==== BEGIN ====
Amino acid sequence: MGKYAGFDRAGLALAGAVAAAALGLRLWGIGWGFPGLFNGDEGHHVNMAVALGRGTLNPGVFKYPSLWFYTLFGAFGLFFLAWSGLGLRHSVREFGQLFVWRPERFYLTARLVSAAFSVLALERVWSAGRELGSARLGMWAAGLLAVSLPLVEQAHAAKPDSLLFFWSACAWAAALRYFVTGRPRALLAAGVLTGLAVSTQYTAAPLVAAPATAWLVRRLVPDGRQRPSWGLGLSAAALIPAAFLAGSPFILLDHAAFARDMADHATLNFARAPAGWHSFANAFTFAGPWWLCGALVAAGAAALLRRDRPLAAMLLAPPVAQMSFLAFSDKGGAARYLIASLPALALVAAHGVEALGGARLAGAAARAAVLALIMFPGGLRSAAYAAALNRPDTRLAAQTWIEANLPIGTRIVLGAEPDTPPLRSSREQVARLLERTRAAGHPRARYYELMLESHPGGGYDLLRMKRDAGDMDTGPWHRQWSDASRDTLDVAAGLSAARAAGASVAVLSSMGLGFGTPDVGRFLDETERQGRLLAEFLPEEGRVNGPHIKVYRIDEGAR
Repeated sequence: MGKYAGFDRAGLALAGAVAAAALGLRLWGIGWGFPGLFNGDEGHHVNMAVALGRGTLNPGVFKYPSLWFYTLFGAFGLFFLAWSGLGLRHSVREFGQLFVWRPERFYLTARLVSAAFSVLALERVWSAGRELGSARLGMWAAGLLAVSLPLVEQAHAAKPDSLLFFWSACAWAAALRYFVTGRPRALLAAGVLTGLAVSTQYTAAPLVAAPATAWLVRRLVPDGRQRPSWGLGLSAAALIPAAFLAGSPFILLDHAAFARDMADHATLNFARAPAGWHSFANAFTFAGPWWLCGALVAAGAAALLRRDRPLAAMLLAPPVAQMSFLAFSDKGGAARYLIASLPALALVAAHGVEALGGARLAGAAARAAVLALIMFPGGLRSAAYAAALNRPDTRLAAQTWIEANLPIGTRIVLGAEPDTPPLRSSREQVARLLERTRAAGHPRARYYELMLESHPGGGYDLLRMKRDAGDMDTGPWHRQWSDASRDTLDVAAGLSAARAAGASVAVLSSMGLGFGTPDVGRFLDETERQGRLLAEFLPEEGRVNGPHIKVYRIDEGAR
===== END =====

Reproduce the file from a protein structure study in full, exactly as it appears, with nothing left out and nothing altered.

Amino acid sequence: MGKYAGFDRAGLALAGAVAAAALGLRLWGIGWGFPGLFNGDEGHHVNMAVALGRGTLNPGVFKYPSLWFYTLFGAFGLFFLAWSGLGLRHSVREFGQLFVWRPERFYLTARLVSAAFSVLALERVWSAGRELGSARLGMWAAGLLAVSLPLVEQAHAAKPDSLLFFWSACAWAAALRYFVTGRPRALLAAGVLTGLAVSTQYTAAPLVAAPATAWLVRRLVPDGRQRPSWGLGLSAAALIPAAFLAGSPFILLDHAAFARDMADHATLNFARAPAGWHSFANAFTFAGPWWLCGALVAAGAAALLRRDRPLAAMLLAPPVAQMSFLAFSDKGGAARYLIASLPALALVAAHGVEALGGARLAGAAARAAVLALIMFPGGLRSAAYAAALNRPDTRLAAQTWIEANLPIGTRIVLGAEPDTPPLRSSREQVARLLERTRAAGHPRARYYELMLESHPGGGYDLLRMKRDAGDMDTGPWHRQWSDASRDTLDVAAGLSAARAAGASVAVLSSMGLGFGTPDVGRFLDETERQGRLLAEFLPEEGRVNGPHIKVYRIDEGAR
Repeated sequence: MGKYAGFDRAGLALAGAVAAAALGLRLWGIGWGFPGLFNGDEGHHVNMAVALGRGTLNPGVFKYPSLWFYTLFGAFGLFFLAWSGLGLRHSVREFGQLFVWRPERFYLTARLVSAAFSVLALERVWSAGRELGSARLGMWAAGLLAVSLPLVEQAHAAKPDSLLFFWSACAWAAALRYFVTGRPRALLAAGVLTGLAVSTQYTAAPLVAAPATAWLVRRLVPDGRQRPSWGLGLSAAALIPAAFLAGSPFILLDHAAFARDMADHATLNFARAPAGWHSFANAFTFAGPWWLCGALVAAGAAALLRRDRPLAAMLLAPPVAQMSFLAFSDKGGAARYLIASLPALALVAAHGVEALGGARLAGAAARAAVLALIMFPGGLRSAAYAAALNRPDTRLAAQTWIEANLPIGTRIVLGAEPDTPPLRSSREQVARLLERTRAAGHPRARYYELMLESHPGGGYDLLRMKRDAGDMDTGPWHRQWSDASRDTLDVAAGLSAARAAGASVAVLSSMGLGFGTPDVGRFLDETERQGRLLAEFLPEEGRVNGPHIKVYRIDEGAR